15th Congressional District seat.
Also, Democrat Allison Russo defeated Greg Betts and will run
against Carey to see who will fill the seat that was left vacant
when former U.S. Representative Steve Stivers, a Republican,
resigned on May 16 to serve as president and CEO of the Ohio
Chamber of Commerce. The primary winners in their respective
parties will face off against each other in the general election on
Carey defeated John Adams, Eric Clark, Thad Cooperrider,
Ruth Edmonds, Ron Hood, Thomas Hwang, Stephanie Kunze, Jeff
LaRe, Bob Peterson, and Omar Tarazi.
The Ohio 15th Congressional District includes Clinton,
Fairfield, Hocking, Madison, Morgan, Perry, Pickaway, and
Vinton counties as well as parts of Athens, Fayette, Franklin, and
•Wagnalls Memorial Library, 150 E. Columbus St., Lithopolis.
For information call (614) 837-4765 or visit www.wagnalls.org.
•The Southeast Branch of the Columbus Metropolitan Library,
3980 S. Hamilton Road, Groveport. For information visit
www.columbuslibrary.org or call 614-645-2275.
Searching for Obetz history
Efforts being made to gather
artifacts and stories of town’s past
By Linda Dillman
Obetz resident Bonnie Wiley wants to preserve the
history and heritage of her beloved hometown and
ensure the village’s story can be handed down from
generation to generation.
“The history of Obetz contributes to its personality,”
said Wiley, who is also a member of Obetz Village
Council. “Preserving the history through its historic
resources gives it character. Historic preservation provides
the link to roots and its people. In the end, historic
preservation adds to the quality of life, cultural,
economic, environmental and educational benefits.'
To Wiley, all of the aforementioned aspects connect
to one another and to the living memory of the village
through its people, their memories and artifacts as
simple as a grade card from the long-gone Obetz
“Historic preservation in Obetz helps keep communities
beautiful and vibrant,” said Wiley. “It is an
ingredient in stabilizing older communities and gives
residents and businesses a stake in their community.
It also encourages a sense of belonging and community
Wiley, along with other like-minded village residents
such as local historian Joyce Blake, are spearheading
an effort to collect artifacts and oral and written
Obetz had its beginnings in the early 19th century
when families of Pennsylvania German immigrants
and other nationalities settled in the area and set up
homesteads and farms.
In 1838, Charles Obetz and his family put down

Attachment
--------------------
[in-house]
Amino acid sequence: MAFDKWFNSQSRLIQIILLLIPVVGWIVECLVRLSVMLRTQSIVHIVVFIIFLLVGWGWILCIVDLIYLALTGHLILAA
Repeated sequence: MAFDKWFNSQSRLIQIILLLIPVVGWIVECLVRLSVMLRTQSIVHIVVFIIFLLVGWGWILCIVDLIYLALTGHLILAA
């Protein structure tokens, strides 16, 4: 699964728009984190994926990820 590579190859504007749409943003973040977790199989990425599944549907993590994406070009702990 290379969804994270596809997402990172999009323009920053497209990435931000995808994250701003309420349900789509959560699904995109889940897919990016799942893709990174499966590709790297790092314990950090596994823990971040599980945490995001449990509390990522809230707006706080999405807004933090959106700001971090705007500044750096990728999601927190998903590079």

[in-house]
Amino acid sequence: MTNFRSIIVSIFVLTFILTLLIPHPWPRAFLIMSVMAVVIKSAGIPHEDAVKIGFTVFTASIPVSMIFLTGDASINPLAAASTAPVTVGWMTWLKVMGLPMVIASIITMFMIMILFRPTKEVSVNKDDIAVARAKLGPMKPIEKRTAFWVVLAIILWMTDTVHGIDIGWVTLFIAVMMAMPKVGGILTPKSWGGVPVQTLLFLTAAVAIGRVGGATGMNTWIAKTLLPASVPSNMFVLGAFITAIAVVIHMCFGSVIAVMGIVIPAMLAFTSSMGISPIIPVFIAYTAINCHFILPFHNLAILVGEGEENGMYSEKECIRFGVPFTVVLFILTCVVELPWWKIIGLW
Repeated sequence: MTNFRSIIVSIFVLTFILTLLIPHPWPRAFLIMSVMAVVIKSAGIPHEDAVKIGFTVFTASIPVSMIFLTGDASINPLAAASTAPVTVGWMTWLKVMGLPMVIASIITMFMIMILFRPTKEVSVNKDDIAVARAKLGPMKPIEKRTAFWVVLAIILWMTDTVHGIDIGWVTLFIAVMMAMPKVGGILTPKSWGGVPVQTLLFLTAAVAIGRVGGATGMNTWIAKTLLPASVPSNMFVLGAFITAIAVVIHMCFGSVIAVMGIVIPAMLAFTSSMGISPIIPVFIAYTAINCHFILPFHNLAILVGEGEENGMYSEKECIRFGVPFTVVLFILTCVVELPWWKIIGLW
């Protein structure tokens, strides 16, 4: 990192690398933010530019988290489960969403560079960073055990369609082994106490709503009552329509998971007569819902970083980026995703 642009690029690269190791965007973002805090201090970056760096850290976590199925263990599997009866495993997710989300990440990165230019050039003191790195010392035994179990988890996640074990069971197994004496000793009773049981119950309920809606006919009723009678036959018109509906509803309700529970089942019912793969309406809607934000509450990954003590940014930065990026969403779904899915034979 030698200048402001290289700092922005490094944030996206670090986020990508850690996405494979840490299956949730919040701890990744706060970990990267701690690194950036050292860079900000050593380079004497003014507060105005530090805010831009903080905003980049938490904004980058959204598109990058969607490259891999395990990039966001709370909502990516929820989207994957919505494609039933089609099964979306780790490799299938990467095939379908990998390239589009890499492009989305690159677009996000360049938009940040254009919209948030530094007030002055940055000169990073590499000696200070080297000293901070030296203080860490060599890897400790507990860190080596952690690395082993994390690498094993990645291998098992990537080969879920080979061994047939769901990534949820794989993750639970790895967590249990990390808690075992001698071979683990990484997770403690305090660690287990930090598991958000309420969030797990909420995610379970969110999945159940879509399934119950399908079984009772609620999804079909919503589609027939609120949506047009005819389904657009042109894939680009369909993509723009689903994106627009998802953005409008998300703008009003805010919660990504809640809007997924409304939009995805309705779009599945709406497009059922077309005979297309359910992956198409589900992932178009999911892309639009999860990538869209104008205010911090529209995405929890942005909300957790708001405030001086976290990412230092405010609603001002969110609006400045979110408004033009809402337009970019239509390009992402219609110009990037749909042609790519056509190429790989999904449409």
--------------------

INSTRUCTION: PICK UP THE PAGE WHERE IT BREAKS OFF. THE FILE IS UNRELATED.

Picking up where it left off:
roots in the area and later lent their name to the town
then known as Obetz Junction, which was also
inspired by the intersection of the Norfolk and
Western and Hocking Valley railroads.
As the area grew, a village was laid out on the old
Obetz farm in 1909 and an electric interurban railway
traction line ran through the area. When the Scioto
Valley Traction was discontinued, Junction was
dropped from the name and the village was incorporated
as Obetz in 1928.
The former Zion Evangelical Lutheran Church, now
owned by the village, was built in 1873 and is the only
19th century church still standing in Obetz.
Wiley said people are invited to share their memories
on the “I Remember Obetz” page on Facebook and
drop off any artifacts or other information to Blake at
4229 Lancaster Ave., or by calling Blake at 614-406-
Artifact donations can be as simple as a yearbook,
photographs, newspaper clippings, letters, oral or written
histories, old store receipts from local businesses,
church flyers, pottery, tools, etc.
“Genealogist Amy Johnson Crow said, ‘All history is
local’ and that is what we are looking for,” said Wiley,
who said there are plans to one day house historical
donations in a dedicated space in town and publish a
book of Obetz history.
Obetz Farmers’ Market
August 8, 2021 - MESSENGER - PAGE 5
The Obetz Farmers’ Market is held on the first Wednesday of
the month through August from 4-7 p.m. For information call 614-
The 2021 Obetz Zucchinifest will be held Sept. 3-6. The event
will feature food, music, rides, and entertainment at Fortress
Obetz, 2015 Recreation Trail, Obetz.
More information about the festival will be released when it is
available. Visit www.obetzzucchinifest.com.
The Lithopolis Honeyfest will be held Sept. 10 from 3-7 p.m.
and Sept. 11 from 10 a.m. to 7 p.m. in downtown Lithopolis. The
event features bee beards, beekeepers, art, music, honey bake-off,
Ohio Honey Show, honey extracting, hive inspection, junior beekeeping,
American Honey Princess, food trucks, photo contest,
honey, and honey tasting. Admission is free. For information visit
Rice an Ashbrook Scholar
Taylor Rice, a recent graduate of Hamilton Township High
School was selected to be an Ashbrook Scholar, according to the
Ashbrook Center at Ashland University. The top-rated academic
program includes an annual and renewable scholarship to attend
Ashland University. The Ashbrook Scholar Program is an honors
program for undergraduates studying political science, history, or
political economy at Ashland University.
PAGE 6 - MESSENGER - August 8, 2021
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Messenger have always been FREE papers. In these
tough economic times we are asking you the reader to
help offset the current decline in advertising revenue by
participating in a VOLUNTARY payment program*.
To those who have already participated -
We Thank You.
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you can mail with your DONATION.
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The mission of
Ohio and its
chapter is to provide
and competition in
a variety of
sports for intellectually
contact local coordinators
Hilty at groveportspecialolympics@g